These men are mainly close relatives like uncles who justify their assault; some of these men are influential with prestigious posts on the Band Council. Women are supposed to accept their fate and those who try to effect change or any form of rebellion is threatened of more violence. Impunity thrives, as none of these culprits is held accountable for the sexual assaults.

Women of the First Nations in the modern world are still faced with injustices created because of historical injustices. The historical injustices has a broad perspective as almost all society instigated institutions participated.

The state, church, market and military participated meaning that the three set of the society namely social, political and economic branches participated. Sexual oppression has come to be perceived as a class condition.

Violence by white men

The First Nations Women continue to be discriminated by the larger society. The predominantly white society continue to discriminate, abuse and degrade the First Nations Women, yet the issue remain relatively uncovered and the government has done very little to help these victims.

‘‘According to the Native Women’s Association of Canada (NWAC), “Aboriginal women and girls are facing the most pervasive human rights crisis in Canada today. As of March 31, 2010 NWAC has found 582 cases of missing and murdered Aboriginal women and girls.” 5

Cases of murdered, mutilated, raped women have been reported across the country, rape cases have became so many that it is like a norm for these women to be raped. The white people have been known to commit these crimes yet they have gone unpunished.

The shocking thing is that the government has ignored these crimes against humanity with institutes of maintaining justice like the courts letting the suspects walk free. Many cases involving these atrocities have been discarded or postponed for a long time delaying justice, which is like denying it altogether.

Some of the infamous murders are discussed. Helen Osborne a nineteen-year-old high school student who had high ambitions of becoming a teacher, abducted early in the morning on November 13 by unknown people and brutally murdered in 1971.

The police launched investigation and found out that four men were responsible for the murder. However, it took sixteen years for the first suspect to be convicted and sentenced to life imprisonment. The other three went uncharged despite the fact that one of them testified and owned up to committing the crime.

Osborne is said to have been forced into the assailants’ car, sexually abused, physically beaten and taken from place to place. She screamed for mercy but the assailants kept on beating her. In fact, she was stabbed countless times using a screwdriver, with her face disfigured and beyond recognition.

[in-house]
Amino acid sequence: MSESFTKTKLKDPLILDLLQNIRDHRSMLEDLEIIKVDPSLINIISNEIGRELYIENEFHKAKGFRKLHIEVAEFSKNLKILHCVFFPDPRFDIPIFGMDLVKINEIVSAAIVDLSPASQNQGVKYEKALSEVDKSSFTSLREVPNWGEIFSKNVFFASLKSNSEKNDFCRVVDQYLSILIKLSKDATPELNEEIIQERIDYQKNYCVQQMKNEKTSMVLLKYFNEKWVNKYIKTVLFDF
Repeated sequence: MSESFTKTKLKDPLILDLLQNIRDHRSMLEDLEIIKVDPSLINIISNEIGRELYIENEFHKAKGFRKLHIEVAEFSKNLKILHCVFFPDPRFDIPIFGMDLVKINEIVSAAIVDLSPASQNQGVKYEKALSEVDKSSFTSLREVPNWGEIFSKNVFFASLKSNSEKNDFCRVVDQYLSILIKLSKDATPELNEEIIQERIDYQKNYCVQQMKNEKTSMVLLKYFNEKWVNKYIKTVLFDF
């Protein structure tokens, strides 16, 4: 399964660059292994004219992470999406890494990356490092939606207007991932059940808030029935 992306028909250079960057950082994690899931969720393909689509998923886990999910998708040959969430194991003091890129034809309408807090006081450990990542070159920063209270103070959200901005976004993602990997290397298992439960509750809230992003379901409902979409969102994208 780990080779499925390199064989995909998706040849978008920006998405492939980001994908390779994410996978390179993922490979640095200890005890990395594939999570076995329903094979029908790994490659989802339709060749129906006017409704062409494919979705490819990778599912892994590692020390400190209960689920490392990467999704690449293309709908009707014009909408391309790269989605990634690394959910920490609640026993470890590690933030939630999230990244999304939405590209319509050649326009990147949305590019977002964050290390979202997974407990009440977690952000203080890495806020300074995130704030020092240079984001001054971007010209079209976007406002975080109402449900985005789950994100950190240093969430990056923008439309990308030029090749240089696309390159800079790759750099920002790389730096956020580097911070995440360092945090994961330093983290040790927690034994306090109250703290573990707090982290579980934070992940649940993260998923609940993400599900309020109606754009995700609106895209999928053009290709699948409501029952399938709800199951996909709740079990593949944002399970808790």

The case took long to conclude and it is suggested that it is because people in the society felt the case was unimportant, as she was an Aborigine. The police, town people and the Attorney General’s department have been accused of neglect and racism. The main suspect was eventually released on parole in 1997.

Books have been published recounting ordeals of white men who hunt down, with no clear purpose except malice, native vulnerable women. The ordeals tell of how these women are viciously beaten, mishandled, raped and killed. The criminal investigations never take place or if they do, then they are late or flawed.

The media never seem interested in the cases and if they do, they consider them as not catchy thus underreporting them. The public lacks sensitivity or is indifferent as the criminals go unpunished. John Crawford a serial killer is said to have heartlessly killed First Nations Women.

He killed Serlion in cold blood of which her body was found naked. In the trial of John, Serlion’s family laments to have been ignored by the investigators completely. Despite the seriousness of the case, John was sentenced for ten years only and released even before the completion of his jail term.

Three years after release, John raped an Aboriginal woman by the name Janet Sylvester and in the same year, he murdered three women who were of First Nations society and Janet was later found murdered. He later brutally murdered numerous women of whom all of them were First Nations Women. John admitted to the murders and never at any time seemed remorseful.